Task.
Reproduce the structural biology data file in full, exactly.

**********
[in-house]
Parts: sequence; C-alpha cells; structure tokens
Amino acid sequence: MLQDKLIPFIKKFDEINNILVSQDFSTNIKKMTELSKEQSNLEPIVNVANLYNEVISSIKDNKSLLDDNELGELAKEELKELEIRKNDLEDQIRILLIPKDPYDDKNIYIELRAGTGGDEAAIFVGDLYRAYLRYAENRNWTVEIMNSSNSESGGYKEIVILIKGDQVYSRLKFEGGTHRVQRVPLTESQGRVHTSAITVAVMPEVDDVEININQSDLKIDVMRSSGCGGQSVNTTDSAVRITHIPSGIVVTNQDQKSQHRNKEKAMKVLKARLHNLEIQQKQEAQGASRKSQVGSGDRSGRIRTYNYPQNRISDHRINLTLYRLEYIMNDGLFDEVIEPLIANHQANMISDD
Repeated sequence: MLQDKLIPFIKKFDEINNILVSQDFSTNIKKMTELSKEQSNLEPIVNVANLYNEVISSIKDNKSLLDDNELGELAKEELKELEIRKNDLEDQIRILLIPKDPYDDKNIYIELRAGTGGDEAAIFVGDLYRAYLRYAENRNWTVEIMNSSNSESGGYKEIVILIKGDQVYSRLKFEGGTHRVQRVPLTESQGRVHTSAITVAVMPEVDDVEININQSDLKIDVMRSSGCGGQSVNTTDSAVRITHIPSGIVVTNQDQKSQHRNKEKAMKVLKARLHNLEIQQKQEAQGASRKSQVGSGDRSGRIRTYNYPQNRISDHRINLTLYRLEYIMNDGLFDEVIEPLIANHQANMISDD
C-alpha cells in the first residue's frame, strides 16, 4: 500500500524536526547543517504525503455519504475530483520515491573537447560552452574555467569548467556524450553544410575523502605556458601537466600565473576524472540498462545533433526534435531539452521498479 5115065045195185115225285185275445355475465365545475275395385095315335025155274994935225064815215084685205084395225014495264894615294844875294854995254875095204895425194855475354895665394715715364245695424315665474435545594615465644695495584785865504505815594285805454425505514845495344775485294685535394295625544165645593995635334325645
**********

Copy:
[in-house]
Parts: sequence; C-alpha cells; structure tokens
Amino acid sequence: MLQDKLIPFIKKFDEINNILVSQDFSTNIKKMTELSKEQSNLEPIVNVANLYNEVISSIKDNKSLLDDNELGELAKEELKELEIRKNDLEDQIRILLIPKDPYDDKNIYIELRAGTGGDEAAIFVGDLYRAYLRYAENRNWTVEIMNSSNSESGGYKEIVILIKGDQVYSRLKFEGGTHRVQRVPLTESQGRVHTSAITVAVMPEVDDVEININQSDLKIDVMRSSGCGGQSVNTTDSAVRITHIPSGIVVTNQDQKSQHRNKEKAMKVLKARLHNLEIQQKQEAQGASRKSQVGSGDRSGRIRTYNYPQNRISDHRINLTLYRLEYIMNDGLFDEVIEPLIANHQANMISDD
Repeated sequence: MLQDKLIPFIKKFDEINNILVSQDFSTNIKKMTELSKEQSNLEPIVNVANLYNEVISSIKDNKSLLDDNELGELAKEELKELEIRKNDLEDQIRILLIPKDPYDDKNIYIELRAGTGGDEAAIFVGDLYRAYLRYAENRNWTVEIMNSSNSESGGYKEIVILIKGDQVYSRLKFEGGTHRVQRVPLTESQGRVHTSAITVAVMPEVDDVEININQSDLKIDVMRSSGCGGQSVNTTDSAVRITHIPSGIVVTNQDQKSQHRNKEKAMKVLKARLHNLEIQQKQEAQGASRKSQVGSGDRSGRIRTYNYPQNRISDHRINLTLYRLEYIMNDGLFDEVIEPLIANHQANMISDD
C-alpha cells in the first residue's frame, strides 16, 4: 500500500524536526547543517504525503455519504475530483520515491573537447560552452574555467569548467556524450553544410575523502605556458601537466600565473576524472540498462545533433526534435531539452521498479 5115065045195185115225285185275445355475465365545475275395385095315335025155274994935225064815215084685205084395225014495264894615294844875294854995254875095204895425194855475354895665394715715364245695424315665474435545594615465644695495584785865504505815594285805454425505514845495344775485294685535394295625544165645593995635334325645